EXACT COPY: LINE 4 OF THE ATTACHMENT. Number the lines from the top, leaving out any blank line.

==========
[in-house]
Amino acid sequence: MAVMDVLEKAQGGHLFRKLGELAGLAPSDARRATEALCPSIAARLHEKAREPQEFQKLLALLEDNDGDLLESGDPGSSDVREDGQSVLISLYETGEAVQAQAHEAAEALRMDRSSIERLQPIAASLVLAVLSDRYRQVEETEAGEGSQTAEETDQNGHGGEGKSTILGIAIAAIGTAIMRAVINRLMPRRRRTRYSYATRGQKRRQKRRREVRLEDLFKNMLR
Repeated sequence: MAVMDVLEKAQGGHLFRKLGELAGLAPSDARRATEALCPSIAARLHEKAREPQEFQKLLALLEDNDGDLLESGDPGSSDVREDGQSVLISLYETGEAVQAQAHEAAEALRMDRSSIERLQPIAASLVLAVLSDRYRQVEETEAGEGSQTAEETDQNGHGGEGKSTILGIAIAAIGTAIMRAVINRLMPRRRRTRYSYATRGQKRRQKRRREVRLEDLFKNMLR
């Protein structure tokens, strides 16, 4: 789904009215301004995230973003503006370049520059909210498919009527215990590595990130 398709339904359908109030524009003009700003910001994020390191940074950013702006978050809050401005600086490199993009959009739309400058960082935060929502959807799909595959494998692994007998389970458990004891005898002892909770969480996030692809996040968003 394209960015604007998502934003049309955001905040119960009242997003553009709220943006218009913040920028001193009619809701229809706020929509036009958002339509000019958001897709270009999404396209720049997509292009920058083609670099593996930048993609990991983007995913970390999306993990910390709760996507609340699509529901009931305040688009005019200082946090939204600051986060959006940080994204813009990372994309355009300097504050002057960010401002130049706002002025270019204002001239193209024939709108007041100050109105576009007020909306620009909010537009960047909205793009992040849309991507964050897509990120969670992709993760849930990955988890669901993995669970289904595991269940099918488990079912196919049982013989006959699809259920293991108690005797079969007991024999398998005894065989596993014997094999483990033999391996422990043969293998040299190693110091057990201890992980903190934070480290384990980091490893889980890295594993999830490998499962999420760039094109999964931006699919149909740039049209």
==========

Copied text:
């Protein structure tokens, strides 16, 4: 789904009215301004995230973003503006370049520059909210498919009527215990590595990130 398709339904359908109030524009003009700003910001994020390191940074950013702006978050809050401005600086490199993009959009739309400058960082935060929502959807799909595959494998692994007998389970458990004891005898002892909770969480996030692809996040968003 394209960015604007998502934003049309955001905040119960009242997003553009709220943006218009913040920028001193009619809701229809706020929509036009958002339509000019958001897709270009999404396209720049997509292009920058083609670099593996930048993609990991983007995913970390999306993990910390709760996507609340699509529901009931305040688009005019200082946090939204600051986060959006940080994204813009990372994309355009300097504050002057960010401002130049706002002025270019204002001239193209024939709108007041100050109105576009007020909306620009909010537009960047909205793009992040849309991507964050897509990120969670992709993760849930990955988890669901993995669970289904595991269940099918488990079912196919049982013989006959699809259920293991108690005797079969007991024999398998005894065989596993014997094999483990033999391996422990043969293998040299190693110091057990201890992980903190934070480290384990980091490893889980890295594993999830490998499962999420760039094109999964931006699919149909740039049209």